Supermarket giant Co-operative Food has pleaded guilty to stocking food as much as 10 days past its use-by date at a Pangbourne store.
Representatives of the former Somerfield store at The Square, Pangbourne, were at West Berkshire Magistrate’s Court on April 21.
The group, now owned by the Co-op, pleaded guilty to contravening food safety requirements.
The offence related to an unannounced inspection in March, which found a number of food items on the market that were unsafe as use-by dates had expired.
Prosecuting, Sarah Clarke of West Berkshire Council’s legal services, said: “Officers identified 10 items of food that were past their use-by-date.”
She said that two of the items – both soups – were 10 days past the maximum date when they could be safely eaten, and one other was five days out of date.
The court heard that the Co-op has in place procedures and training to identify and check foods that are at the end of their life.
However, when trading standards investigated they found that certain procedures had not been followed, including a crucial close of business check.
Ms Clarke said: “The COB check hadn’t been completed on any day during that week.
“Store colleagues should have completed processes in line with procedures and staff should have raised this to the manager.”
She added: “This is not a case where the defendant had a blatant disregard for food safety. Systems were in place.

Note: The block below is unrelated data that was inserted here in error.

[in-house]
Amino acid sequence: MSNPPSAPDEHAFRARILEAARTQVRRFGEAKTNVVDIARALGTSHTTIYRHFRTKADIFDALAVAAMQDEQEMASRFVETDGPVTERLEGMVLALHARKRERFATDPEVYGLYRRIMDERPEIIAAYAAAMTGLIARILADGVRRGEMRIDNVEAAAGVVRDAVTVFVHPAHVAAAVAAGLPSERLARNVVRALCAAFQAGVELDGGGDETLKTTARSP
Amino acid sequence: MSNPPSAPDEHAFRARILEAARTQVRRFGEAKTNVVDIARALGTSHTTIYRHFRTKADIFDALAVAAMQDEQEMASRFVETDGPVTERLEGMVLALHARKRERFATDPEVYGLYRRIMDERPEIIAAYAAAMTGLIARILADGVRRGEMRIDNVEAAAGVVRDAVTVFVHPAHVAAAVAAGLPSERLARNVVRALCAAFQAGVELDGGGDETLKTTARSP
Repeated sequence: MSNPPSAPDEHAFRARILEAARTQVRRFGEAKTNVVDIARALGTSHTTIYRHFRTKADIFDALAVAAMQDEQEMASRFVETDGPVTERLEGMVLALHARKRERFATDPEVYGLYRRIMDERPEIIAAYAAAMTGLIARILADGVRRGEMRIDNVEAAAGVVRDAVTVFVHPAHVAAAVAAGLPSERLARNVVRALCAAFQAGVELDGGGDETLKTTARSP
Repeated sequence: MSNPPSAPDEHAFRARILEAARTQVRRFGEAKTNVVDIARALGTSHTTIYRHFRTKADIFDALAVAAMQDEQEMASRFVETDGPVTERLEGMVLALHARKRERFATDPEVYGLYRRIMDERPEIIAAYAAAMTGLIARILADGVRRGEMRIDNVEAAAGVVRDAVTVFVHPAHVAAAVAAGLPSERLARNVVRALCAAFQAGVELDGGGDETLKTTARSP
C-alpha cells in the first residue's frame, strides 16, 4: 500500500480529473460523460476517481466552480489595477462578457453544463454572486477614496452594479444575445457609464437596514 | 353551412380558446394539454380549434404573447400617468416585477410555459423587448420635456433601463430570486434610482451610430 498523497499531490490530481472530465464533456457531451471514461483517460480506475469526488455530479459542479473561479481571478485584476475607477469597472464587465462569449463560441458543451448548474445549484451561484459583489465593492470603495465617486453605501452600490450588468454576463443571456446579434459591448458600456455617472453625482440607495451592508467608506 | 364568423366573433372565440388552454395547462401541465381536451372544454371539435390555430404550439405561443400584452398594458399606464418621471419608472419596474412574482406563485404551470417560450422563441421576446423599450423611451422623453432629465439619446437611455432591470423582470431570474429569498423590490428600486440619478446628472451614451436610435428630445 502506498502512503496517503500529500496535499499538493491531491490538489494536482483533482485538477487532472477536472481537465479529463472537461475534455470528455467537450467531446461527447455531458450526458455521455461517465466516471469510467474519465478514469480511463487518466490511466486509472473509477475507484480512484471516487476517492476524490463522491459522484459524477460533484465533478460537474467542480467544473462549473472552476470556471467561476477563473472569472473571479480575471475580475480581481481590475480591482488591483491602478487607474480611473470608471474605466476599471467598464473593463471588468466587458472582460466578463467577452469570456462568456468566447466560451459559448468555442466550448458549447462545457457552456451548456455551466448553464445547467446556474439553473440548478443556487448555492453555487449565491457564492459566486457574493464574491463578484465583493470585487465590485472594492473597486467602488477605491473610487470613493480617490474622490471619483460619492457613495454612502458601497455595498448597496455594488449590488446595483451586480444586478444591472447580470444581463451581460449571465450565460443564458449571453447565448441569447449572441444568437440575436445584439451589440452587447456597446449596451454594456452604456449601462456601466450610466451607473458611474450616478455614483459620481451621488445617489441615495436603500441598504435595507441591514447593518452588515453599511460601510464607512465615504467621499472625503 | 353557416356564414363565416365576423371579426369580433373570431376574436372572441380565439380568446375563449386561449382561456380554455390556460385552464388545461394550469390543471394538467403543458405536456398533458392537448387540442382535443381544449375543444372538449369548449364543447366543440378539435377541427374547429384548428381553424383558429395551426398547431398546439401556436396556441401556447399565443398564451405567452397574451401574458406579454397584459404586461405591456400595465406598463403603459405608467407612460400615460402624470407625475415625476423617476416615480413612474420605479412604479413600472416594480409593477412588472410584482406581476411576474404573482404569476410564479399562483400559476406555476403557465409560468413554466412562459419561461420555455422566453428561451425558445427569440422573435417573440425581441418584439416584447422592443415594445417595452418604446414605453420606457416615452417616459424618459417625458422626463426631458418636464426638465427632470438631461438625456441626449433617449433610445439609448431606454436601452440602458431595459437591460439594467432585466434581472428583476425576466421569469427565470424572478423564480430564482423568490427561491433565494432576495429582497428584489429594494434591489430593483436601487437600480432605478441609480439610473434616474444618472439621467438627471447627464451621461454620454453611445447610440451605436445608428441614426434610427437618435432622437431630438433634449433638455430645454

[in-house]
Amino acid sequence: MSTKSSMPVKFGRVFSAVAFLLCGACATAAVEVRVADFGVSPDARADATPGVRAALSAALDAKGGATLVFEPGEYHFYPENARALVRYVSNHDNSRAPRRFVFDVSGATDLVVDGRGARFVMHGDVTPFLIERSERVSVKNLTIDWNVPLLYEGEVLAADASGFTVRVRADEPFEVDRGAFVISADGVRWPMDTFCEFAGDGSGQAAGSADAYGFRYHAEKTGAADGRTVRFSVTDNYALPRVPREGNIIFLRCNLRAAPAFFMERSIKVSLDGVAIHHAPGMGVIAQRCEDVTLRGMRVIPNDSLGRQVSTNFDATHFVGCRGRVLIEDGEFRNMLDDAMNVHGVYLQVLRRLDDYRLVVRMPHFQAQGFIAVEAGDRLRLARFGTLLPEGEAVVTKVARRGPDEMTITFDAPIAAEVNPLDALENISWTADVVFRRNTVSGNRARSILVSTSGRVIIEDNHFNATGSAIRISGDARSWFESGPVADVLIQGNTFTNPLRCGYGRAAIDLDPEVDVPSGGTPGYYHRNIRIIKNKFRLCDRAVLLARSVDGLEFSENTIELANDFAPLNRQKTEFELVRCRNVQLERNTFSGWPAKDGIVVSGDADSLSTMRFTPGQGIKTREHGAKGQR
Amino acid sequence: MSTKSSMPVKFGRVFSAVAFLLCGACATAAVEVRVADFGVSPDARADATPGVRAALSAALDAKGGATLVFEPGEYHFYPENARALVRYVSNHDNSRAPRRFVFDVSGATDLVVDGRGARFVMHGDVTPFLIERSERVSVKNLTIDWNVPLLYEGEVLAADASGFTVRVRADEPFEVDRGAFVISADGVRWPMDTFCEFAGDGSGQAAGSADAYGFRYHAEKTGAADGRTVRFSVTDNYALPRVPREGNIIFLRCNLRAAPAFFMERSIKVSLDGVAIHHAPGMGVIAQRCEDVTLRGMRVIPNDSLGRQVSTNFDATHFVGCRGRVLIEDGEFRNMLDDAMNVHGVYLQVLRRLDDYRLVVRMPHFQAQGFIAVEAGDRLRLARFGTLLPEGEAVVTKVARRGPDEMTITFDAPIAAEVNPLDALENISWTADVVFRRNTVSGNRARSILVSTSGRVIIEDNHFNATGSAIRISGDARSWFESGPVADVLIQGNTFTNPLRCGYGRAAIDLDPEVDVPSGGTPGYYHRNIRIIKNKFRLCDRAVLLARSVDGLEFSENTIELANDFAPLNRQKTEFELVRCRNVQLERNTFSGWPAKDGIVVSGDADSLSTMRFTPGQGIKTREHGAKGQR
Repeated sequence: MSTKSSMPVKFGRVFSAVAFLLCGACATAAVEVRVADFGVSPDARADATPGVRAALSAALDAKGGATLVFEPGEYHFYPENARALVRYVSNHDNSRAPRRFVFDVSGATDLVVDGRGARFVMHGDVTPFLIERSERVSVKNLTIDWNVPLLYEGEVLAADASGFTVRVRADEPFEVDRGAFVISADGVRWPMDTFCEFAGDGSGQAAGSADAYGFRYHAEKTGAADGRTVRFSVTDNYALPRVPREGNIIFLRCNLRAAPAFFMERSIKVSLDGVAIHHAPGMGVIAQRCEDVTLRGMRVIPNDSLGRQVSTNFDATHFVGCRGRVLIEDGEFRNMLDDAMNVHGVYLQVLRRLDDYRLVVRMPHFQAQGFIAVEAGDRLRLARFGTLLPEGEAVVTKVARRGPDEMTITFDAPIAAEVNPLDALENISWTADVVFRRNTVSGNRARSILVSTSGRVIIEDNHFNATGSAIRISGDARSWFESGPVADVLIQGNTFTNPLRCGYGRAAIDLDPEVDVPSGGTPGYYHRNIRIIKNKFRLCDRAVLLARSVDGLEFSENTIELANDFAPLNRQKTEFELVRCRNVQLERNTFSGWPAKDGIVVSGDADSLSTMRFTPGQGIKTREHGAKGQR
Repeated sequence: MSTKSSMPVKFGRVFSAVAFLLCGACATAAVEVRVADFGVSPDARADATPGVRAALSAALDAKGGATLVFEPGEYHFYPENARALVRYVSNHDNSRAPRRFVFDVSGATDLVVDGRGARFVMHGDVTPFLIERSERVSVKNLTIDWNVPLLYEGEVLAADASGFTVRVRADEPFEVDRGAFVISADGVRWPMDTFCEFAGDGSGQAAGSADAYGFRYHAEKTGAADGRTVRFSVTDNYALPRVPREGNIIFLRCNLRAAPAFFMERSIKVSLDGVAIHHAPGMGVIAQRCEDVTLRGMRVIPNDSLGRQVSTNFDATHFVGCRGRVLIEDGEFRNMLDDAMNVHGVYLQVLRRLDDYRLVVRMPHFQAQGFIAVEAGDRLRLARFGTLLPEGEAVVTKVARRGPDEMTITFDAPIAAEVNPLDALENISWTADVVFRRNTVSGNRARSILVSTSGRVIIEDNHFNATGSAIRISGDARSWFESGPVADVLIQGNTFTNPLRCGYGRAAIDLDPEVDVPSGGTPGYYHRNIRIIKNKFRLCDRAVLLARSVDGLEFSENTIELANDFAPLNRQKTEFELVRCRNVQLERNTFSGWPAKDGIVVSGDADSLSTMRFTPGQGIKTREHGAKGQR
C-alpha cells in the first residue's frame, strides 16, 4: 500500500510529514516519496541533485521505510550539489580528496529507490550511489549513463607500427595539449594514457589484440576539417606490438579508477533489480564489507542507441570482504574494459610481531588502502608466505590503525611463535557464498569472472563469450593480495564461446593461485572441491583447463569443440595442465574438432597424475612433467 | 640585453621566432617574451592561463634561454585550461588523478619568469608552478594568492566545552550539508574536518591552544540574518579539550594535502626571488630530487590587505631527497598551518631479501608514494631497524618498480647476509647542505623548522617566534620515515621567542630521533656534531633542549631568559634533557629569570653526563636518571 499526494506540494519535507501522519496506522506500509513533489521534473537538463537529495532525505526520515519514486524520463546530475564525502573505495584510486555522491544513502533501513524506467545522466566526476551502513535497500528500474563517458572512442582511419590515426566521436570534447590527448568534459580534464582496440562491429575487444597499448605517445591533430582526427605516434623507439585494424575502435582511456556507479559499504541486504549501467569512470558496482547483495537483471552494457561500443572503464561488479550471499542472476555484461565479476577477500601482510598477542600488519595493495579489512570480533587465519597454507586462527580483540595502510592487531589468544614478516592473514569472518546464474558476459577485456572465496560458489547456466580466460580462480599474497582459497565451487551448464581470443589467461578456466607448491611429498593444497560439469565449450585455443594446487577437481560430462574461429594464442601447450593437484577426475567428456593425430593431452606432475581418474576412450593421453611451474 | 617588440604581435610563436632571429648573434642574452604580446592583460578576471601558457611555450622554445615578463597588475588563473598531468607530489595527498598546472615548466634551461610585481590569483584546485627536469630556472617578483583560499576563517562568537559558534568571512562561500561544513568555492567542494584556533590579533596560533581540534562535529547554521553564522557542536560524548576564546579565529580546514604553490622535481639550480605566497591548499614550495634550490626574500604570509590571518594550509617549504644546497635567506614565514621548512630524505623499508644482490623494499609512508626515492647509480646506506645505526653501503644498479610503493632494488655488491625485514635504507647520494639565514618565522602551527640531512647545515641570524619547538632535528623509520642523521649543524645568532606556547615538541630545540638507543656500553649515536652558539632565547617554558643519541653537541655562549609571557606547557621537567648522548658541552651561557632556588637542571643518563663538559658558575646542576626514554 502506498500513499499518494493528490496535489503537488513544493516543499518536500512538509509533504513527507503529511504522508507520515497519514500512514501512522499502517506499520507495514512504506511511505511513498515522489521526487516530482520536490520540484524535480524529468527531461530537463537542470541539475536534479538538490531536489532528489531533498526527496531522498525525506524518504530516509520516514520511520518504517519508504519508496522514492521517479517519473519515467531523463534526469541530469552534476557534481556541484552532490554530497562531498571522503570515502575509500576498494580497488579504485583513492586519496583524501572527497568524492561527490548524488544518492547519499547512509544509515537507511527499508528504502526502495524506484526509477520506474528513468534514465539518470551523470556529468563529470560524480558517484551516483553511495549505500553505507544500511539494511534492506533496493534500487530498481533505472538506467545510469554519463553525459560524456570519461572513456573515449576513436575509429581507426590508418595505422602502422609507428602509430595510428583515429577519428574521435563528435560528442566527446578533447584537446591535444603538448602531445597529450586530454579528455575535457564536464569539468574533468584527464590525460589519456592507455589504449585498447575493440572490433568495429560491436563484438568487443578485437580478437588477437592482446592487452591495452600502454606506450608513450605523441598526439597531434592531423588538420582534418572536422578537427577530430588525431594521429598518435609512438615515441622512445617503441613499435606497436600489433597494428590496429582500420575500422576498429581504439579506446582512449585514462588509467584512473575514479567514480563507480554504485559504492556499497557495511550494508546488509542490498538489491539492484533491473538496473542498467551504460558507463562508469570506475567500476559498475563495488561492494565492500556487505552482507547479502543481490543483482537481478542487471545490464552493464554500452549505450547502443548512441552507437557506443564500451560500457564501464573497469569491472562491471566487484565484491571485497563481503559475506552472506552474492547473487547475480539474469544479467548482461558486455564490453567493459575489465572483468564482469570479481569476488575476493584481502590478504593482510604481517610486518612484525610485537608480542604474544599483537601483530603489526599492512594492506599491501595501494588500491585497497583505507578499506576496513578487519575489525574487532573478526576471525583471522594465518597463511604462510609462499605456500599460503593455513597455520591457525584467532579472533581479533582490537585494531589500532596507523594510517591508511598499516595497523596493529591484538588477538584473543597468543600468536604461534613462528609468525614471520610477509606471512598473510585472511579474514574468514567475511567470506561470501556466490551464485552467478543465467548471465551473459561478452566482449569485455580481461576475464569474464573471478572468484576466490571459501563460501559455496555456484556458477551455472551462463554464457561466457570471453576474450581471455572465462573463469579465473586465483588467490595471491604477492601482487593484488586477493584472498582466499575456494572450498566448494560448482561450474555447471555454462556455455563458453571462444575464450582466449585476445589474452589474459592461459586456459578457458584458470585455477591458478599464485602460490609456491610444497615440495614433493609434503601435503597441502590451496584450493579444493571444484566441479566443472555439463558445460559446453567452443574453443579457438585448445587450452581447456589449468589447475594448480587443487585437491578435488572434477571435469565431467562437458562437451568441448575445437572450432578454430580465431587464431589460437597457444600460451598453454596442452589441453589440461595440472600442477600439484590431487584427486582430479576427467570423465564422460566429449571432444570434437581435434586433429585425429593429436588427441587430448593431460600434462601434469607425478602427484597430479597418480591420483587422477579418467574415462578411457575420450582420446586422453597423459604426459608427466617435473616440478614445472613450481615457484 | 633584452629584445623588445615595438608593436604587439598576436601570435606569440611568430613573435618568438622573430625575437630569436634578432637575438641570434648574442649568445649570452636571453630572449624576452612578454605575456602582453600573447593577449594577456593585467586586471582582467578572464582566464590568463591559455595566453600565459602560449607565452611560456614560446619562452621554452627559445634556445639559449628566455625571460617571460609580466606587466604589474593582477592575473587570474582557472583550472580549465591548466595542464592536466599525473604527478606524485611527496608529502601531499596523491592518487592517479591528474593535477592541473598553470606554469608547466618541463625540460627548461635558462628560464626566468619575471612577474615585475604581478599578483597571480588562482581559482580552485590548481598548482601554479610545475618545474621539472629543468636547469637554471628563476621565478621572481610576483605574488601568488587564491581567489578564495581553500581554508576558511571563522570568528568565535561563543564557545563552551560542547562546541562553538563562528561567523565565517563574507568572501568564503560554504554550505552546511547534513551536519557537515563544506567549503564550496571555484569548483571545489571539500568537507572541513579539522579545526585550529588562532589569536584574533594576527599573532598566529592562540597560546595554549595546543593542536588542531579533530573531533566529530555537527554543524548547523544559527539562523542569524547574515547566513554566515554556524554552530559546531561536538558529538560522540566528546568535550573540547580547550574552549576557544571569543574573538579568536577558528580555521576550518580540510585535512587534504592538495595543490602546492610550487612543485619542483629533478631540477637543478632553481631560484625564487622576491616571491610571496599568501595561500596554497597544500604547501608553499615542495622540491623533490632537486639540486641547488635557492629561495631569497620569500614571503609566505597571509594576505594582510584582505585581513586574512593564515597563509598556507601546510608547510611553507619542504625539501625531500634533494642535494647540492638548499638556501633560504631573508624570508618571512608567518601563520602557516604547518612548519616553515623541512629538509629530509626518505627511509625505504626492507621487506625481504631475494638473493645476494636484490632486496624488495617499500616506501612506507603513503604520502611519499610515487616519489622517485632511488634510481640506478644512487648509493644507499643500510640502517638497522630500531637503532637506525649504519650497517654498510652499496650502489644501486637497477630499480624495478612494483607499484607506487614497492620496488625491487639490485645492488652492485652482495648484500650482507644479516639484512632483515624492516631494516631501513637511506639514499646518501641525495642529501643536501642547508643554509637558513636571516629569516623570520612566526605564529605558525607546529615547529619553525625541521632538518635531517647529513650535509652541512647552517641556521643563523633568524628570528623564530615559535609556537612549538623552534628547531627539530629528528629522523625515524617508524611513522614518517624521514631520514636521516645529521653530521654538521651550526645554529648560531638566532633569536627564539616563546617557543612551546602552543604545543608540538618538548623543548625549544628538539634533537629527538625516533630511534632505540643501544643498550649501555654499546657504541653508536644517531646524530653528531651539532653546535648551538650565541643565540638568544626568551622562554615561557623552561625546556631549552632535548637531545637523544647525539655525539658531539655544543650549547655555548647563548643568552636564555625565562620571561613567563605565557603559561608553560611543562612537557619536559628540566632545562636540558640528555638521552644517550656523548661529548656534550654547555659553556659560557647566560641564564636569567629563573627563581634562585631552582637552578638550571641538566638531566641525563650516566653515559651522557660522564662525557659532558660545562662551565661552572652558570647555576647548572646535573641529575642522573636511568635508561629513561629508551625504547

“But the number of items found in the inspection below their use-by date is a further indication that this was not a one-off.
“The food products were deemed to be unsafe and they may have had an adverse effect on individuals if used.
“This is noted in the defendant’s own training manual.”
She warned that the level of harm could have been great if the items had been purchased and then consumed by the elderly.
The court went on to hear that, after the incident, internal audits were conducted at the store and the manager, James Lee, has since left the business.
Defending, Richard Banwell said: “As far as culpability is concerned, first of all the group provides induction and ongoing training to all staff.
“It is not for want of procedures or lack of training.”
He added: “This company has comprehensive systems and policies in place, but unfortunately there will be a need for store managers to do their job properly.
“There had been no complaints from this store in the six months before the incident occurred.”
He called the incident a case of “human error” and argued it was in the low-range penalty bracket.
The case was ultimately sent to crown court for sentencing as the magistrates felt their powers were insufficient for an appropriate sentence.
Sentencing will be made at Reading Crown Court at an undetermined date.